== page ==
Why I Choose Optimism Over Despair: An Interview With Noam Chomsky

Noam Chomsky

“We can be pessimistic, give up and help ensure that the worst will happen,” says Noam Chomsky. “Or we can be optimistic, grasp the opportunities that surely exist and maybe help make the world a better place.” (Image: Jared Rodriguez / Truthout)

Noam Chomsky explores the possibilities for a better human society in What Kind of Creatures Are We?, a collection of lectures bringing together his areas of expertise from language and mind to society and politics. This book serves as both a concise summation of Chomsky’s linguistic theories and a demonstration of how that work connects to his political philosophy. Order your copy by making a tax-deductible donation today!

One of philosophy’s central and most perplexing questions is, “Who are we?” Indeed, virtually all essential questions about human civilization, power, authority and governance follow from the question of what kind of creatures we are.

But is there really something distinct about us as a species? Or, to put the question in a more traditional philosophical context, is there such a thing as human nature? Classical philosophers such as Plato and Aristotle thought so, and so did most philosophers that form part of the modern tradition, beginning with Thomas Hobbes and going all the way up to Nietzsche. Of course, scientists have also probed human nature, and continue to do so down to this day, with the question being of particular interest to linguists, evolutionary biologists, neuroscientists and psychologists.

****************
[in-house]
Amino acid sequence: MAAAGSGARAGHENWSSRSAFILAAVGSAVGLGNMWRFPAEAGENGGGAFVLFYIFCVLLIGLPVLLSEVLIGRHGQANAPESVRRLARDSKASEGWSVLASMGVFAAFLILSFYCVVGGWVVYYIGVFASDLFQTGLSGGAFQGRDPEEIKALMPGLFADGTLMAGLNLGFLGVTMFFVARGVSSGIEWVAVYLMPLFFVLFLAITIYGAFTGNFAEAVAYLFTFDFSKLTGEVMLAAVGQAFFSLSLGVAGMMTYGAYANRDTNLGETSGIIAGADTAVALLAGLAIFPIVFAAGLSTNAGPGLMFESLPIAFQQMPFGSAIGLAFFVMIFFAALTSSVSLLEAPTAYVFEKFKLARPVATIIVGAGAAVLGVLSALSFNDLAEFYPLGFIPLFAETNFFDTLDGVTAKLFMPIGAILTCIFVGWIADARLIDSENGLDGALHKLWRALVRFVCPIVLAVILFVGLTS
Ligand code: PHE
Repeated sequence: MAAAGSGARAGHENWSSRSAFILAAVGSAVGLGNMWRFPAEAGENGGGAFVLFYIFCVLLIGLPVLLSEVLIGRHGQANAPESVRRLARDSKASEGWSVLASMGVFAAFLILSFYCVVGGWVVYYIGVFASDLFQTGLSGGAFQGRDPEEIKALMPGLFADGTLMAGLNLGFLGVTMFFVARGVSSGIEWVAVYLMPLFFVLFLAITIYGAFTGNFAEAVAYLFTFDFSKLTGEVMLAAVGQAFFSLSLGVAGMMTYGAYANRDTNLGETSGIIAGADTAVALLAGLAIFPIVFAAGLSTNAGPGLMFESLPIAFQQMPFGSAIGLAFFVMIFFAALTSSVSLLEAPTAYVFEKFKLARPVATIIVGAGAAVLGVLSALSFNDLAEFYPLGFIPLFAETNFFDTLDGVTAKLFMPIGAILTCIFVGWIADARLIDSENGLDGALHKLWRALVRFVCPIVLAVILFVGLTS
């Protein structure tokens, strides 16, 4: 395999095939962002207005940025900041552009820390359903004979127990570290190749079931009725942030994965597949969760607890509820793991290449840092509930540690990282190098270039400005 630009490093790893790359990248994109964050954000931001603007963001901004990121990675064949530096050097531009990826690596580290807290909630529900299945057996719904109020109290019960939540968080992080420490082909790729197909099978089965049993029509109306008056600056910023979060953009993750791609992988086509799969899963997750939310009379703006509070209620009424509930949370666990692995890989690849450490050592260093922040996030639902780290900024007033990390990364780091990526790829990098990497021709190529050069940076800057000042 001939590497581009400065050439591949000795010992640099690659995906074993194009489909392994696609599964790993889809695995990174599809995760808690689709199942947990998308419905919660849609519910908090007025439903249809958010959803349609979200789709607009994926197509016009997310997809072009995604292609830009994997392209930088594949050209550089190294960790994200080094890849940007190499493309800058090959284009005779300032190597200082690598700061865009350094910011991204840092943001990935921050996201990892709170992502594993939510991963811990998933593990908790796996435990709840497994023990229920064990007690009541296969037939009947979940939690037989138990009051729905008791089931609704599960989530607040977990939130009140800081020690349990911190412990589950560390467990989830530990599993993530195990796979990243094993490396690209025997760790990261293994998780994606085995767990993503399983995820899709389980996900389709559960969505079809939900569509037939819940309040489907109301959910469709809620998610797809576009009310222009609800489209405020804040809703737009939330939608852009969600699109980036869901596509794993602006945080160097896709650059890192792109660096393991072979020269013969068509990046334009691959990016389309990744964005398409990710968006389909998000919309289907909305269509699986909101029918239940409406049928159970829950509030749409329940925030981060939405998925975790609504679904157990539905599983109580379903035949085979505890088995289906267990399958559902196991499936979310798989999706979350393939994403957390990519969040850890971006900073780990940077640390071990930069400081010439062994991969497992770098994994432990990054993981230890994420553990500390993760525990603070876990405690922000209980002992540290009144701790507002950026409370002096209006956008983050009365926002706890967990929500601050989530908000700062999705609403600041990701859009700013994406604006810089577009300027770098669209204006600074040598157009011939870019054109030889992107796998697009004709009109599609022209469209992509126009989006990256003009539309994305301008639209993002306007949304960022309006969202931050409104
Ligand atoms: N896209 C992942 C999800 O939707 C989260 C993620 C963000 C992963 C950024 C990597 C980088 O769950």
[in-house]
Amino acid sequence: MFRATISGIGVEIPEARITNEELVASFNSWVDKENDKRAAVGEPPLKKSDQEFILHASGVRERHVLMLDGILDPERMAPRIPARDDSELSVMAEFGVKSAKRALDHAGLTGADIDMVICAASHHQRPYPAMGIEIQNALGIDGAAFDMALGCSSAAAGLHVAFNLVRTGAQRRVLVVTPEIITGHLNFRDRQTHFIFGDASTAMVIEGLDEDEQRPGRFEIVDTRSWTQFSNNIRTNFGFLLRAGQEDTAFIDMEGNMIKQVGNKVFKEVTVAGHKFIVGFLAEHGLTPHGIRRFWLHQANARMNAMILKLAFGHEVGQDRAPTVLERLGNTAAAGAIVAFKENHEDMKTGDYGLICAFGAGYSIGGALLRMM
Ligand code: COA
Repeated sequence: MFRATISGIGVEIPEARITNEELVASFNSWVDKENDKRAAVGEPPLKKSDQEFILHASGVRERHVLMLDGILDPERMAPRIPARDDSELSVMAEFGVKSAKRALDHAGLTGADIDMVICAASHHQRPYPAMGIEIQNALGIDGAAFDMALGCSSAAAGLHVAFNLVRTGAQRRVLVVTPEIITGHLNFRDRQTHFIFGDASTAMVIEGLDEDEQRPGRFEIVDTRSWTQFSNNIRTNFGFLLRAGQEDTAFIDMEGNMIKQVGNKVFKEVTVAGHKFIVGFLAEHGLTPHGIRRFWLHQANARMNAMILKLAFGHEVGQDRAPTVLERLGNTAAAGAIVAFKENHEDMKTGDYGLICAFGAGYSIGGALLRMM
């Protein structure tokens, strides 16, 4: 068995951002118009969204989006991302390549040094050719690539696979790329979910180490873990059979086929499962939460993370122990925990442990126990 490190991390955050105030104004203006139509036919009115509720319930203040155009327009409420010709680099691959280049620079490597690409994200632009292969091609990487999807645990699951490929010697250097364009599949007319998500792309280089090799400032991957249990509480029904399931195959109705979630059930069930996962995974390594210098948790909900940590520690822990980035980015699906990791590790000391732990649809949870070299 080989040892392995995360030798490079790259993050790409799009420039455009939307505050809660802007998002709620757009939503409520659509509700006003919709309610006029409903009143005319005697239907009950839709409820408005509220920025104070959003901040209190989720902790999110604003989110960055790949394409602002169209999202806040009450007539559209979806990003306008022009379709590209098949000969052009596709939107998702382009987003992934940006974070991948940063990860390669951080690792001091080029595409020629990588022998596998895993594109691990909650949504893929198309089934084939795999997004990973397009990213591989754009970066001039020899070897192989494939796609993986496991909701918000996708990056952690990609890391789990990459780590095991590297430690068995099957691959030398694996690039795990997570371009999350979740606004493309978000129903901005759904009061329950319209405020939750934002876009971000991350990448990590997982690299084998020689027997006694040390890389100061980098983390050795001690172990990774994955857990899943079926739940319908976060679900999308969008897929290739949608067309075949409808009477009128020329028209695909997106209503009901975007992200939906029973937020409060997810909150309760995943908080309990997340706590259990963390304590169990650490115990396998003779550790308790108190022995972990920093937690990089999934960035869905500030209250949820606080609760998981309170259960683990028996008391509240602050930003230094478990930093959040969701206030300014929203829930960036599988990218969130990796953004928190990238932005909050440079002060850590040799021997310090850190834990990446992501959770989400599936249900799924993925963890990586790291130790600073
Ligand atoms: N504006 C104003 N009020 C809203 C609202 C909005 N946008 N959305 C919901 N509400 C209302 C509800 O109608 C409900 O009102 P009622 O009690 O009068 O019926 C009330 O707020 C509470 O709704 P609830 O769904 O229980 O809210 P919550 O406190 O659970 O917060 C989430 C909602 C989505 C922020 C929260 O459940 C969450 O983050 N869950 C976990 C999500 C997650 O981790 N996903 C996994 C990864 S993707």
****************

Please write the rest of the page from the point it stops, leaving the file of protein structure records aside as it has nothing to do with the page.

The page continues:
“There is good reason why study of language has always been a central part of philosophical discourse and analysis.”

Noam Chomsky, one of the world’s most influential linguists (the same prolific scholar known around the world for his trenchant critiques of US foreign policy and critical analyses on a wide range of social and political issues), has also been preoccupied for much of his life with the perennial question of what kind of creatures we are. His pathbreaking contributions to the field of linguistics have considerably advanced our understanding of the human mind, which has in turn influenced a diverse area of studies, ranging from cognitive science and computer science to philosophy and psychology.

Chomsky’s latest book, just released by Columbia University Press, is fittingly titled, What Kind of Creatures Are We? The book is a collection of lectures delivered by Chomsky at Columbia University in December 2013, delving into areas like cognitive science, linguistics, philosophy and political theory. I talked with Chomsky about the book, his scientific explorations of language and the mind, and his views on society and politics in this exclusive interview for Truthout.